It is different for me and it’s hard. My instincts are to be a little stronger, because that’s just who I am in my own personal life. But I love it. Every time I think of how Alicia would react, I have to take myself out of it, and it’s getting to start all over again. I feel like it’s fresh and new and different. It’s a challenge. It’s a good challenge.
It’s an all star cast – had you worked with the supporting actors (Noth, Baranski etc) before?
Josh Charles, I have known forever, and I actually had suggested him for the role. And all these – Christine Baranski – they’re New Yorkers. They live in New York. When I signed on to do the pilot, New York had lost its tax incentives, and a lot of the TV shows that were shooting there ran to Canada. But New York has such a bevy of unbelievable talent to draw from. And when Christine and Josh heard that we were going to stay in New York, it was a no-brainer, because usually actors like to stay in their hometown.
One of the things that really stands out is the relationship between Alicia and Kalinda (Archie Panjabi) – do you agree?
Yes I think Kalinda’s character was very judgmental in the beginning of her character. She says in the pilot, “I would have stuck a knife in his heart.” I think she really judges Alicia to be a weak woman, and that’s a great balance, because Kalinda’s so strong but you know there’s got to be something going on under there eventually.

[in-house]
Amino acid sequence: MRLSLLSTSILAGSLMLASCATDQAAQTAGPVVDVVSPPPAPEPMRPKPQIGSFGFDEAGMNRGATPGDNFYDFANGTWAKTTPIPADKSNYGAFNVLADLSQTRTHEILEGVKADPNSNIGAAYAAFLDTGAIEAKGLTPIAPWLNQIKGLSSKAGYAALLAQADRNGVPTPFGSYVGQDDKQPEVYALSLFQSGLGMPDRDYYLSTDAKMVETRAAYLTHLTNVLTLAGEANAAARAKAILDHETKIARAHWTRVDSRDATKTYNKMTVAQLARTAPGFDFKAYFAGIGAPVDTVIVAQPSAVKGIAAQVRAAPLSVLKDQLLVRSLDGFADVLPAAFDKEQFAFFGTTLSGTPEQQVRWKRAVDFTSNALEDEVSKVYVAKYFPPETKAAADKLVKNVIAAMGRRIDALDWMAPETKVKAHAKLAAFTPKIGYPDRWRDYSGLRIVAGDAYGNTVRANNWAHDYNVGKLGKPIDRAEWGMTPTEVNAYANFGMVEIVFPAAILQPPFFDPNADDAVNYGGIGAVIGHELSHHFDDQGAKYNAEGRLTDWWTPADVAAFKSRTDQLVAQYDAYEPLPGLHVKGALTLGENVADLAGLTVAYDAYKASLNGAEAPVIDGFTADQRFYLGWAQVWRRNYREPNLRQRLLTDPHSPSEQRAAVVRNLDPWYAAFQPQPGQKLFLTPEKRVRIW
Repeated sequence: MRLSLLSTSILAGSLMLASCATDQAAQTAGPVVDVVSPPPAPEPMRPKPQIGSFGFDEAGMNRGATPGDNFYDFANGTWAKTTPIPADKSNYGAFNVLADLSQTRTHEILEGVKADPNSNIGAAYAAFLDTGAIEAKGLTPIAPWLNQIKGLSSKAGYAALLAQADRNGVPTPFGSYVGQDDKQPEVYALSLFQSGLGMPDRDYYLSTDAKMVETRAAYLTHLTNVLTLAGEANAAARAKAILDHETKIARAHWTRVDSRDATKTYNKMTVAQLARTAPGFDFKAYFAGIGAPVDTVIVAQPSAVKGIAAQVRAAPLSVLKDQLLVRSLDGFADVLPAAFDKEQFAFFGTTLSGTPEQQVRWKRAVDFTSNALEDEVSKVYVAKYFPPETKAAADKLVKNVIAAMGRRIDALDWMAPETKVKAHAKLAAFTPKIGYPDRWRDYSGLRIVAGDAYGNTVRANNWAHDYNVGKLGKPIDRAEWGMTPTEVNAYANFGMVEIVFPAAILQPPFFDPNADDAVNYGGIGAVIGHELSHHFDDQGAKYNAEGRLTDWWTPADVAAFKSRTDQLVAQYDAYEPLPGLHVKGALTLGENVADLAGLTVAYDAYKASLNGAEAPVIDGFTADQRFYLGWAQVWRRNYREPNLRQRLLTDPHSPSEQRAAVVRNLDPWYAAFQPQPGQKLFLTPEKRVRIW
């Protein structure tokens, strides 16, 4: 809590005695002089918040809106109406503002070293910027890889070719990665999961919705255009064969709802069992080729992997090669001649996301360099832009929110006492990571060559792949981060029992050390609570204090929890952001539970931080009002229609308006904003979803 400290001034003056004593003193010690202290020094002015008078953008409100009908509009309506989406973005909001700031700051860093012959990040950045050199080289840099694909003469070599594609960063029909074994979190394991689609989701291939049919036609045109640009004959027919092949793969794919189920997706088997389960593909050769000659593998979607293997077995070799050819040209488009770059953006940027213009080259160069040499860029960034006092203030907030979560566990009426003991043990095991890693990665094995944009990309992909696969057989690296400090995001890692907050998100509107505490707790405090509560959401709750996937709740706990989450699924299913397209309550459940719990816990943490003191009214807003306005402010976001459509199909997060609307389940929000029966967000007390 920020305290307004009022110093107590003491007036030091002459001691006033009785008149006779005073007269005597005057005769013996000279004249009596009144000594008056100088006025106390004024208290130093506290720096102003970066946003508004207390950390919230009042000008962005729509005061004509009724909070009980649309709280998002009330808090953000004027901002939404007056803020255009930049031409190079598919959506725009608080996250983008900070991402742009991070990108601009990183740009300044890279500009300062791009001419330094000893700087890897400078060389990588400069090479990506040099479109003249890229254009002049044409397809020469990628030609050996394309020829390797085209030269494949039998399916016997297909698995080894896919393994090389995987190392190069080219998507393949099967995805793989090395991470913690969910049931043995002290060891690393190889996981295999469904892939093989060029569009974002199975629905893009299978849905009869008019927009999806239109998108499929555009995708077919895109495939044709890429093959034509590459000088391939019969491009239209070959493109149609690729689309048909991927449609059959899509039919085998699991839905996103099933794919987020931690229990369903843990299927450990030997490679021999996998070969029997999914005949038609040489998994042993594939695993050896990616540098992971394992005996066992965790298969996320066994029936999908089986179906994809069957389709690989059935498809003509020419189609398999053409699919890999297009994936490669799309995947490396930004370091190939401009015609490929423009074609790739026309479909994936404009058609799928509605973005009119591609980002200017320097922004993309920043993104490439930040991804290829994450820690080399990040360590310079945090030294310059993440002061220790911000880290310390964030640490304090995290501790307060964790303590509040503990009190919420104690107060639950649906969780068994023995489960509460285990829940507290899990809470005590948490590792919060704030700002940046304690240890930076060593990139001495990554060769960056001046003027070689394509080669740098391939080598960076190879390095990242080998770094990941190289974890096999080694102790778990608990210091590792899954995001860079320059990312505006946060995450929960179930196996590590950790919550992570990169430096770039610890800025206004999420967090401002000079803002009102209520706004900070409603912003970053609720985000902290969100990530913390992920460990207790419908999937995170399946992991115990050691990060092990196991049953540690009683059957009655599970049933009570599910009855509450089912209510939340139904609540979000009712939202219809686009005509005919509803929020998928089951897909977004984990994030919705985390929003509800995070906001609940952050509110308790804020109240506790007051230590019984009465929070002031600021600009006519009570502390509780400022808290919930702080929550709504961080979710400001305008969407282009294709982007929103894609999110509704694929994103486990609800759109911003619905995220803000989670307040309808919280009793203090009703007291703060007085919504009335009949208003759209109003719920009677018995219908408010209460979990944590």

Did you imagine yourself working on a legal TV drama?
Well, legal dramas are incredibly difficult in the shooting process, learning the language of it. And one of my main concerns when I met with Michelle and Robert (King), I kept saying, “I don’t want to do a legal show. We have great legal shows on air. Why would we put another one on?” But I found Alicia incredibly different to other characters. And the court room is a great backdrop for her development, and that’s how I see it. So I also think it’s a great way for her to discover who she is as a woman. Because being in the law, I know a little bit about it. I’m married to a lawyer, and that really helps with the dialogue. But it’s a man’s world. And there she is coming out of this cocoon.
ER was a huge hit – has much changed in television since then?
Yeah. Well, I’ve had a great ten years away from ER. I’ve been able to do a lot of theatre and films and miniseries, and I’ve never stopped working. I took almost a year off after I had my baby. What is different now is that I’m a mom and a wife and I need to stay in one place. And I love working. And for me, television is the medium for women. The richest characters I can find are on television, for me, where I’m at in my career. And it’s a lovely entry back, now being a mom and being able to play this role from a very different point of view, I never would have known the things that I know now, it’s a different phase of life. And I’m embracing the change.
Tell us about your return to the finale of ER?
It was really fun to go back, and George and I had a great three days. We had to keep it quiet and we couldn’t say that we were doing it because of George’s hype in the world. So I never said a word, even to my parents. I flew out there; no one knew what I was doing. And it wasn’t until afterwards that of course, the word got out. It was a wonderful way to say goodbye to a great era.